There are some moments that’ve changed the destiny of the human race. One of them occurred when Karl Benz first stepped out of his garage and into the first production car the world would set eyes on. The Motorwagen, as it was simply known, was a petrol- or gasoline-powered automobile that was powered by a single cylinder four-stroke engine. As you would expect from a car in 1885, it was less efficient than an actual horse with an output of 0.66hp. Now, you’ll get a Bugatti Veyron that smashes 1,184hp — easily.
Then there’s the first synchromesh gearbox in the 1928 Cadillac, which forever made shifting gears a less gear-grinding experience — a problem many early automobiles had. Indeed, the automobile world gets shaken up by new innovations and technology every now and then. Some are one-offs that come and go with a single model, while others change the course of motoring history with groundbreaking inventions. The latter are iconic cars that we’ve featured in this list.
These cars are engineering marvels, to say the least. They are the product of ingenuity and longstanding experience by some very passionate manufacturers who’ve dedicated countless hours in making driving enjoyable again. These are the iconic cars that you can thank for forever improving your life on the road.
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Now more commonly known as Audi’s proprietary four-wheel drive system, the Audi Quattro was born from the original rally car that debuted four-wheel drive with turbocharging technology. The angry, rev-aggressive car’s 2.1-litre inline-five cylinder produced 197hp back then, and could propel the car to 100kph in only seven seconds. Coupled with its no-nonsense design, the Quattro was a force to be reckoned with on the track, and every Audi with the system on the road today can thank its hard-edged predecessor for its rugged heritage and commendable performance now.
Out of the many Porsches that made history, the 959 was perhaps in a league of its own. Though based on a 911 with an air-cooled flat-six bolted to the rear, it featured a plethora of technological firsts that would make it the benchmark for other firms to follow. It was extremely advanced for its time, featuring an all-wheel-drive system with driver-selectable torque split, adjustable ride height, hollow-spoke magnesium wheels, tire-pressure monitoring, and a six-speed gearbox. The air-cooled engine used water-cooled cylinder heads and twin turbos simultaneously, and produced a good 444hp and century sprint timing of 3.6 seconds. It set the tone for Porsche road cars to come, which have grown increasingly innovative in the 30 years since.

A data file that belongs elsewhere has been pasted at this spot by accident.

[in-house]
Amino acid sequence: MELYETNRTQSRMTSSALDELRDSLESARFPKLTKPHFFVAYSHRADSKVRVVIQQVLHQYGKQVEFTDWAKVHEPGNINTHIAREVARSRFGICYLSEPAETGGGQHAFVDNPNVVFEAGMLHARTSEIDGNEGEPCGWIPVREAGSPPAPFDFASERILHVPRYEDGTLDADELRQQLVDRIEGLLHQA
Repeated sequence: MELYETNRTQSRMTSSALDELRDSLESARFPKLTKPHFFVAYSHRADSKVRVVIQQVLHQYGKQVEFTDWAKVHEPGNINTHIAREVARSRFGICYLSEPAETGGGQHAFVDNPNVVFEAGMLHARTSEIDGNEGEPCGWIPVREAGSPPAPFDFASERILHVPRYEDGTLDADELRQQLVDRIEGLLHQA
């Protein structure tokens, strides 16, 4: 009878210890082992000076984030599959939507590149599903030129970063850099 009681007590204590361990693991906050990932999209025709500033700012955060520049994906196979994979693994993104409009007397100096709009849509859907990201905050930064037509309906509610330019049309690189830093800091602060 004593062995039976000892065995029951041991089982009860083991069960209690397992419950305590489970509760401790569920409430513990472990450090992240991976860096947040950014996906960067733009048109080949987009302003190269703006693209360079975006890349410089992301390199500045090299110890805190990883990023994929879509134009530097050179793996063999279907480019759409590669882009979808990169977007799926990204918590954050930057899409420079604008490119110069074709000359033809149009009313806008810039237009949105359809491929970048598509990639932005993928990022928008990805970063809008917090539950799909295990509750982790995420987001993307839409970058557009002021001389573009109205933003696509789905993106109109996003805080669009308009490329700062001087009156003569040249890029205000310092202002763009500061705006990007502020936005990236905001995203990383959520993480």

Before air and electronic suspension, there was hydropneumatic suspension. First debuted in the Traction Avant 15CV-H in 1954, the executive car was the first to feature four-wheel independent suspension, the kind now in the likes of the cult Nissan GT-R. It essentially replaced spring and shock absorbers with a sphere, which had trapped gas on one side (acting as a spring) and incompressible hydraulic fluid on the other (acting as a damper). The technology was later adopted by its Citroen DS a year later, and then licensed to Rolls-Royce, Maserati and Peugeot. Other revolutionary features still in use today include front-wheel drive, and the implementation of monocoques that dramatically reduced weight.
The McLaren F1 was the benchmark supercar of the ’90s. In fact, its 388kph top speed wasn’t surpassed by a production car until the infamous Bugatti Veyron. With an arrowhead seating position for three with a centre driving position, the interior was definitely unique. It was the first production car to have a carbon-composite chassis which provided great rigidity with light weight. Gold was used over the engine bay to reflect the heat of the monstrous 627bhp custom German V12. Conceived by the firm’s Formula One team, Technical Director Gordan Murray and BMW at an airport lounge during a delay, the car did away with ugly aerofoils, using a fan-assisted airstream management system to generate downforce instead. Today, it’s still the fastest naturally-aspirated car ever made.
More famously known for being Franklin D. Roosevelt’s presidential ride after he took the heavily armoured car from mob extraordinaire Al Capone, the 1928 Cadillac also boasted another credential: Being the first to feature a synchromesh gearbox. The system successfully eliminated the chafing noise and friction of shifting gears — a problem which previously dogged many an unskilled driver — and laid the foundation for the fully automatic transmission that’s commonly used in vehicles today.
The golden baby from Bugatti is perhaps best known for redefining over-the-top in the motoring world. With a top speed of 407kph, the curvy beauty was the fastest production car the streets would ever see for a long time, beating even the McLaren F1 in Top Gear. With a hulking 8.0-litre W16 that was quad-turbocharged and produced a thousand horses of pull, it could plummet to 100kph in a jaw-clenching 2.46 seconds, and tops out at a casual 408kph. Needless to say the Veyron set the benchmark pretty high for the rest of the supercars that followed after, including the brand’s Chiron last year.